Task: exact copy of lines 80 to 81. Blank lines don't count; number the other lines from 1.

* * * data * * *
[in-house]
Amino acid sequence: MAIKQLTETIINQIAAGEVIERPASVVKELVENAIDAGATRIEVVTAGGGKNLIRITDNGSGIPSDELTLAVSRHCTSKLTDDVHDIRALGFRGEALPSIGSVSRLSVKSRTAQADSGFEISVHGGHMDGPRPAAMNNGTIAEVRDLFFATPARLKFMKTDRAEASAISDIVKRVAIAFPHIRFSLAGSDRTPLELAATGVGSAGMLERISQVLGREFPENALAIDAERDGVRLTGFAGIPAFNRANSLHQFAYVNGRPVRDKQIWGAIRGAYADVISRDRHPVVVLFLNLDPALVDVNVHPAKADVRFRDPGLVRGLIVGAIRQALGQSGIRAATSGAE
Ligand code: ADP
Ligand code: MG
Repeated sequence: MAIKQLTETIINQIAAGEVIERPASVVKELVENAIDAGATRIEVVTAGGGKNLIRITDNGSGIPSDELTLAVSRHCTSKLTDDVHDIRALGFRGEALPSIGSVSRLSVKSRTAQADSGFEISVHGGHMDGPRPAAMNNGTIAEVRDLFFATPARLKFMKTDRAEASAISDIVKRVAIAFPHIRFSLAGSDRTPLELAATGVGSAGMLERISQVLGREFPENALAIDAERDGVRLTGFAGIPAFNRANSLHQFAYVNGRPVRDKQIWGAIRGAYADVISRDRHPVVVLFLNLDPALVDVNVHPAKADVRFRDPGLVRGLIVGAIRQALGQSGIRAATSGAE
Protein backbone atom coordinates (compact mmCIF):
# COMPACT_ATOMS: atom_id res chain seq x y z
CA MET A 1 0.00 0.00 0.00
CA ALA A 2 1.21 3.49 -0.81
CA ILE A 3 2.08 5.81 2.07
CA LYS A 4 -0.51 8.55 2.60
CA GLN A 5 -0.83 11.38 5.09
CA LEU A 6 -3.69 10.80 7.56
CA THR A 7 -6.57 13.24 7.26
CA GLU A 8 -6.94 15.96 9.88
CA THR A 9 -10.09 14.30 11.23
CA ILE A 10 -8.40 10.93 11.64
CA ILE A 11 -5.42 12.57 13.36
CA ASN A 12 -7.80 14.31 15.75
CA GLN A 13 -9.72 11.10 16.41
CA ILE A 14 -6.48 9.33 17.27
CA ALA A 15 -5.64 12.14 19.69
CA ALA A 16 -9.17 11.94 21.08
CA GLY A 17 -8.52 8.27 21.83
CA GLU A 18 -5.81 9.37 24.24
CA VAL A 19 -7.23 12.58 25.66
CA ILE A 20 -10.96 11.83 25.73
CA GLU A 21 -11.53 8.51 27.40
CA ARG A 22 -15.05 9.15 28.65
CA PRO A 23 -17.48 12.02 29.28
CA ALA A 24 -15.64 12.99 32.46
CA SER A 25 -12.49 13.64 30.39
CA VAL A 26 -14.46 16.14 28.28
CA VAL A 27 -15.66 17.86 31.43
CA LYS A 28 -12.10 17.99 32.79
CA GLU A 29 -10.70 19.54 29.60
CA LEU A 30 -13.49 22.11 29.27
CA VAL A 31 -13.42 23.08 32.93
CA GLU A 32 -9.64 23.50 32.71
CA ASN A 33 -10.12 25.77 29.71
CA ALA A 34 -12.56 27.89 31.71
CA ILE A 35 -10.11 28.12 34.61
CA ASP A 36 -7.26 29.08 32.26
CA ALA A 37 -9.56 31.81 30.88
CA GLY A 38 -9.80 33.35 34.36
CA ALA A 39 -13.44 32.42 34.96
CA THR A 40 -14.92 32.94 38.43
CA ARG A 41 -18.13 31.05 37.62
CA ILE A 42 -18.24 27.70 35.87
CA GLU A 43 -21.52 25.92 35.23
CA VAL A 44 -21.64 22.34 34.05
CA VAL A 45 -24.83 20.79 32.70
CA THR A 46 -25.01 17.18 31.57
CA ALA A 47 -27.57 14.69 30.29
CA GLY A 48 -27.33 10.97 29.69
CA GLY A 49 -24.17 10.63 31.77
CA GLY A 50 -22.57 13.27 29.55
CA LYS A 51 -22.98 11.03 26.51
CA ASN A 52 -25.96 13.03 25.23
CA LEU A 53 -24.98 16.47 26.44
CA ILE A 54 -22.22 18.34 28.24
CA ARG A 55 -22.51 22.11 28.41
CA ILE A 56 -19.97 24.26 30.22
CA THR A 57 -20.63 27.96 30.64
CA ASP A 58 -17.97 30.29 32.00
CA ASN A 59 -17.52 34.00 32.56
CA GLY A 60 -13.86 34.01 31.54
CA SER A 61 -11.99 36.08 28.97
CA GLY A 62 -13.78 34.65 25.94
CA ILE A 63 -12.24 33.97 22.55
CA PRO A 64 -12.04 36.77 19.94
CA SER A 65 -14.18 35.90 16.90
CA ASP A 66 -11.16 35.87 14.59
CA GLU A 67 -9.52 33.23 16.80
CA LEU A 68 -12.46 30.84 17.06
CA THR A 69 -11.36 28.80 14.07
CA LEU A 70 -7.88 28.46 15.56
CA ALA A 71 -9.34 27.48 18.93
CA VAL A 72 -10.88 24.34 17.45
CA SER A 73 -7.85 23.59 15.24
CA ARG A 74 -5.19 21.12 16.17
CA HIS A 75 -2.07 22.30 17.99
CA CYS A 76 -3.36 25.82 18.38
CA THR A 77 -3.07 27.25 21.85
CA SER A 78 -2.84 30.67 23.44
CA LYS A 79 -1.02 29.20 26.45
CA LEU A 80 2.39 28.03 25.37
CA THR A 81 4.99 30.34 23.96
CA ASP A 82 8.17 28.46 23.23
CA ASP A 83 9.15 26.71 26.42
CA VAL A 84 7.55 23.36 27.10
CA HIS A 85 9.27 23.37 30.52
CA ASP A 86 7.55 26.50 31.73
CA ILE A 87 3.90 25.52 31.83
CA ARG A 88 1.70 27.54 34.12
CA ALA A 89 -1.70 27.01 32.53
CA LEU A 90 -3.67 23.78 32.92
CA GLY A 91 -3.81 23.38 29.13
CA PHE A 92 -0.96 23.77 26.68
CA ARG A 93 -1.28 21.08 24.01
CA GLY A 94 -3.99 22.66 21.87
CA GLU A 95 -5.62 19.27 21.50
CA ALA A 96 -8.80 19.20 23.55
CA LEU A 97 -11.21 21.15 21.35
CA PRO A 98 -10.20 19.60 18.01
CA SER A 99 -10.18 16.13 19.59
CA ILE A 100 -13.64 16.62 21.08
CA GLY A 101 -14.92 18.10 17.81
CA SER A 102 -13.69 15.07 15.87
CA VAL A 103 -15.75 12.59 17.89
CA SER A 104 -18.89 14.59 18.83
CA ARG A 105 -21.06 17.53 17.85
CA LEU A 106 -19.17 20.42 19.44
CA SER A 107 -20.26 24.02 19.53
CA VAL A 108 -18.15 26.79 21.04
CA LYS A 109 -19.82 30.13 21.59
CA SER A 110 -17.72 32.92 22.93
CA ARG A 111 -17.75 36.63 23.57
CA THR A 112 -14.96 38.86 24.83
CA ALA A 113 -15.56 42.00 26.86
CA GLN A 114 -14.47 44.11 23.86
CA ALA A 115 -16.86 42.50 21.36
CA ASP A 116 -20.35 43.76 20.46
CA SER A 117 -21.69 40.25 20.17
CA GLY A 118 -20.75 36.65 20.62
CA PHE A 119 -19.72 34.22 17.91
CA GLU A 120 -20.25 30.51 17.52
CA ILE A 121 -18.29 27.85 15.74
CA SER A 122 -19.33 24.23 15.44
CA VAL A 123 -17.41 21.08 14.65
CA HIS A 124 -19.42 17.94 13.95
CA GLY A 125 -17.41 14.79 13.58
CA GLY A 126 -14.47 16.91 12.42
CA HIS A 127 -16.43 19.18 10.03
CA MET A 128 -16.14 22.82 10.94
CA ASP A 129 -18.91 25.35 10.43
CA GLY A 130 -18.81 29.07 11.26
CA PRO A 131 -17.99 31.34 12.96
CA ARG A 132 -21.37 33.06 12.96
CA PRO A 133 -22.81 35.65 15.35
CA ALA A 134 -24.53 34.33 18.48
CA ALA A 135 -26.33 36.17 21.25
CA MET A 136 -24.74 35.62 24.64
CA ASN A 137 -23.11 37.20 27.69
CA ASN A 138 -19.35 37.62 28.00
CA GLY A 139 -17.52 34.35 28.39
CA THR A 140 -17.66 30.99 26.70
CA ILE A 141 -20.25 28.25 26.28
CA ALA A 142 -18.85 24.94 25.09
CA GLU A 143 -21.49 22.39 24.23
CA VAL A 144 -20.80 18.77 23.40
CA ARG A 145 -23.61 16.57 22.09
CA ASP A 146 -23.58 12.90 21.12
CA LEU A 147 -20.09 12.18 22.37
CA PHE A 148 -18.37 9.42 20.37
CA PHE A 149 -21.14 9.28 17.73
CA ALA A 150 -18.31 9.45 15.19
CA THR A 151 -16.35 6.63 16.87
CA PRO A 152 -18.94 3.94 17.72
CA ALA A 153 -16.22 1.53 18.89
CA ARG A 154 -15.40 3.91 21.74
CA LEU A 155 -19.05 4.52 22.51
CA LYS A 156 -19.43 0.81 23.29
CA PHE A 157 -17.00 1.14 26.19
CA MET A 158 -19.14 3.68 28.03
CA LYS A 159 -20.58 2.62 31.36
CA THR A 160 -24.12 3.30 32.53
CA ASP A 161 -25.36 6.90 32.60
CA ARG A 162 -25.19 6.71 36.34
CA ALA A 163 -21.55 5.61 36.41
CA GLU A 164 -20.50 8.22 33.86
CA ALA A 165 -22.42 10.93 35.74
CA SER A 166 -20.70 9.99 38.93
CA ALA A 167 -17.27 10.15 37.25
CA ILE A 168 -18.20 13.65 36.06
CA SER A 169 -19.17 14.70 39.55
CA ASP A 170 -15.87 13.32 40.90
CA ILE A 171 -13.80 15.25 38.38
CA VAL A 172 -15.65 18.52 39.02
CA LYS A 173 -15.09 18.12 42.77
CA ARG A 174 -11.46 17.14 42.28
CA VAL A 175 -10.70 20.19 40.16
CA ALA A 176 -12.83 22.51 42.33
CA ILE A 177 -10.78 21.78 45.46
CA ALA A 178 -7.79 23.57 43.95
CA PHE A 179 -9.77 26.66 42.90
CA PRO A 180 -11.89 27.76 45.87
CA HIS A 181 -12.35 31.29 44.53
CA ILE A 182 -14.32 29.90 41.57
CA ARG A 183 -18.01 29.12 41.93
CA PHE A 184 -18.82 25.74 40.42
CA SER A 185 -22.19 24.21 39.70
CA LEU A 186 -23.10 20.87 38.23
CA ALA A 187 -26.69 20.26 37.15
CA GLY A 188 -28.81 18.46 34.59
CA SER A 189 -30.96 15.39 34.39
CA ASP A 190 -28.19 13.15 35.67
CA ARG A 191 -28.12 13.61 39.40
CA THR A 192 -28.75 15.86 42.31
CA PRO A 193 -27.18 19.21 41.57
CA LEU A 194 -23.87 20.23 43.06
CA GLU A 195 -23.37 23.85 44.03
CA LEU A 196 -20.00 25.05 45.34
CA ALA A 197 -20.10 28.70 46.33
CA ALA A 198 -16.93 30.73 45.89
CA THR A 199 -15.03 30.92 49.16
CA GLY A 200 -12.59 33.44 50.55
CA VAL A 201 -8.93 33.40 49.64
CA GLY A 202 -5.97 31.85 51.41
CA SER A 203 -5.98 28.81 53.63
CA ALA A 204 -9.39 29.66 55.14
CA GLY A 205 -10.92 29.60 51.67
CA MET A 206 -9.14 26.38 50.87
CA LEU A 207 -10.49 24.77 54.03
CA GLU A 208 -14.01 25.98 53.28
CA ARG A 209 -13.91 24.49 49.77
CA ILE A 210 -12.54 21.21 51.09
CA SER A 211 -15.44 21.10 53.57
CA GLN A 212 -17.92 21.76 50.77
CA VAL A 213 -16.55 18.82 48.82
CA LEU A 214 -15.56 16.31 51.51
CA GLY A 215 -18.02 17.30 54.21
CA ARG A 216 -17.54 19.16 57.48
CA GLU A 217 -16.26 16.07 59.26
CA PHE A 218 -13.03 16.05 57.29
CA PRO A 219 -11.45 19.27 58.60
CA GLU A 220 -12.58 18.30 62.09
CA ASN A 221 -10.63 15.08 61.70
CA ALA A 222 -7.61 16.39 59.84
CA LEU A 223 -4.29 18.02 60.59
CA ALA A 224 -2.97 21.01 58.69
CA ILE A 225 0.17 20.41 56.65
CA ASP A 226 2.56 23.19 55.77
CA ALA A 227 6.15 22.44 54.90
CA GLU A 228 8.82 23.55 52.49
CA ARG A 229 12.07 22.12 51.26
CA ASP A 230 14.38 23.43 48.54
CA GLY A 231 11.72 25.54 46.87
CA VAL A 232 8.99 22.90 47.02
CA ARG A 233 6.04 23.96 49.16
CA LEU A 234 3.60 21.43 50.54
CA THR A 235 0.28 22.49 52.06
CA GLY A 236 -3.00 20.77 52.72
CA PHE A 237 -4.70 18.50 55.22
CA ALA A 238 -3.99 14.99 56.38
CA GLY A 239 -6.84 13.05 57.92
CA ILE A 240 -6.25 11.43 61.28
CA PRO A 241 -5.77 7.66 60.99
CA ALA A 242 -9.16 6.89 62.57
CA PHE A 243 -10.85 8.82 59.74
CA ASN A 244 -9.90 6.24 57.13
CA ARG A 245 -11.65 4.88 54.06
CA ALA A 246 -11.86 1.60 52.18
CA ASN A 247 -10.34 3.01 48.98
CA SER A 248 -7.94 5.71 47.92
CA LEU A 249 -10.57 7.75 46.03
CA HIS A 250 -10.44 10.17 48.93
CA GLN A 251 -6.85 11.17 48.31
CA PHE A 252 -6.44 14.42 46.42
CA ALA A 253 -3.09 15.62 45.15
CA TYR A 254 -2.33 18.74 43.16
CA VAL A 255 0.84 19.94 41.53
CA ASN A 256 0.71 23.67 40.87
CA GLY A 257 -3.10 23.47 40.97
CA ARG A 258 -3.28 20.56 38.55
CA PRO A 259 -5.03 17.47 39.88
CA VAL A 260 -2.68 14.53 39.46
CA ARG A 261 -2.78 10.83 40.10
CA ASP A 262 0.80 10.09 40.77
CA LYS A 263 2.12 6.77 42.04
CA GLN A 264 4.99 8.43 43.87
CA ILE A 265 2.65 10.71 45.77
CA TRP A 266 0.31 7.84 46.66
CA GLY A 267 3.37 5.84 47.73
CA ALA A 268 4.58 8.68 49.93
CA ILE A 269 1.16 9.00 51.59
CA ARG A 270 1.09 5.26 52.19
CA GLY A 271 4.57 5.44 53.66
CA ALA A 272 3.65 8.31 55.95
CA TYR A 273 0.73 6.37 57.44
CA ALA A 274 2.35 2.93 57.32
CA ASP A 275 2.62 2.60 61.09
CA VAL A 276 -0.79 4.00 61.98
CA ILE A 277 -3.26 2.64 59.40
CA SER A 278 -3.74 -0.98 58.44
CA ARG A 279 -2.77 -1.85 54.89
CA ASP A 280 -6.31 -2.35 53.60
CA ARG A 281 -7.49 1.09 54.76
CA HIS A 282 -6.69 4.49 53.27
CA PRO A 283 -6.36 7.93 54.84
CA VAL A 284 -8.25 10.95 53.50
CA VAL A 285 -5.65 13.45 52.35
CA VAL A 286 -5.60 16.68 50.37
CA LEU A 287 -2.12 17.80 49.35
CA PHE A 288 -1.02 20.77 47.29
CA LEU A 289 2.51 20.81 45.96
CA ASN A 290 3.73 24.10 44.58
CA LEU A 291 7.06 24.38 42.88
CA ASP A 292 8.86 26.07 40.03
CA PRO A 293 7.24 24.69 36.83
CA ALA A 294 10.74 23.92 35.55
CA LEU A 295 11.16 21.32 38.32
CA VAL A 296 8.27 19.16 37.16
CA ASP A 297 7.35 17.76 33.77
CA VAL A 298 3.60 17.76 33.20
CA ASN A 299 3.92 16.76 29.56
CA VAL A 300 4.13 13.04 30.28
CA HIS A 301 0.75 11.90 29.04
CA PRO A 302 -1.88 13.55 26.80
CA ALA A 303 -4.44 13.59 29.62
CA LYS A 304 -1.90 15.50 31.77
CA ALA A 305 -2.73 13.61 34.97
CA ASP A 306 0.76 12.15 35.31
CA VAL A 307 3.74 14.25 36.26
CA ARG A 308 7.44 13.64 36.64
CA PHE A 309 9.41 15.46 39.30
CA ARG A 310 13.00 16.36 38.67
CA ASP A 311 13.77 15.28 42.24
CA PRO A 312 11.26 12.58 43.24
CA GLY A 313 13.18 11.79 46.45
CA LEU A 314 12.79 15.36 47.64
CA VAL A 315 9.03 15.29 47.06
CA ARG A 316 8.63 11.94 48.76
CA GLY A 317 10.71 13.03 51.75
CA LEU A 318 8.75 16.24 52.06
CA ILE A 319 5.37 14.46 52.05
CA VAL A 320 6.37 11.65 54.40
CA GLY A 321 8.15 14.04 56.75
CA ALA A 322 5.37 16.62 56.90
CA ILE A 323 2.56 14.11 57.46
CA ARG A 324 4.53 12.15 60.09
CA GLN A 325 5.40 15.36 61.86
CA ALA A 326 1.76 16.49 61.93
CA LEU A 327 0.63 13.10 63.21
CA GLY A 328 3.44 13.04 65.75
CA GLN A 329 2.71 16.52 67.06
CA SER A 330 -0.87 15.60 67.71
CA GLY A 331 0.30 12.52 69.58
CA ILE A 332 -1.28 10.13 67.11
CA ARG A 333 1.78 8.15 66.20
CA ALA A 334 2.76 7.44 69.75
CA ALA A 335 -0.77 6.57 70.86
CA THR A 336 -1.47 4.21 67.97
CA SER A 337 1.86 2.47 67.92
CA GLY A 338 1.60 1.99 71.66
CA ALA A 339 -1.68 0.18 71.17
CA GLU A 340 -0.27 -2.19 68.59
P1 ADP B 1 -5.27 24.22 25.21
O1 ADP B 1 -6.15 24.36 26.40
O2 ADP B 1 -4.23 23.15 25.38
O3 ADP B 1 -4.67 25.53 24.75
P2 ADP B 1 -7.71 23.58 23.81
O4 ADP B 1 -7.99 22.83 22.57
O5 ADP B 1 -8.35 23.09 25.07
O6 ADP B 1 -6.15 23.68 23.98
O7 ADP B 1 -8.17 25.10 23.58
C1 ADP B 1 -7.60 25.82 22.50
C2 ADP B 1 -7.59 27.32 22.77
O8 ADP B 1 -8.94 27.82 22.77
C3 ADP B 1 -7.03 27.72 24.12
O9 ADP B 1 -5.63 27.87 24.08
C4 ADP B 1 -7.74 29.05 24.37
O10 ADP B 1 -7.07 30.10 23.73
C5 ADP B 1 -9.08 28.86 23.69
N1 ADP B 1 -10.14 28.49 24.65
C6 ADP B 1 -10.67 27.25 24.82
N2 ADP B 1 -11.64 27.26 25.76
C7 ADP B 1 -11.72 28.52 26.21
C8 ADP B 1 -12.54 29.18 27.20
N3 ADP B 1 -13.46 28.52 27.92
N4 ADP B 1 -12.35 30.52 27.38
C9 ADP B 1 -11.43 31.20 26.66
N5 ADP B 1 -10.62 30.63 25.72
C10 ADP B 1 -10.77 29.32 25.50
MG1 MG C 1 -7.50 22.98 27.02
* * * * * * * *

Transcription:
CA SER A 73 -7.85 23.59 15.24
CA ARG A 74 -5.19 21.12 16.17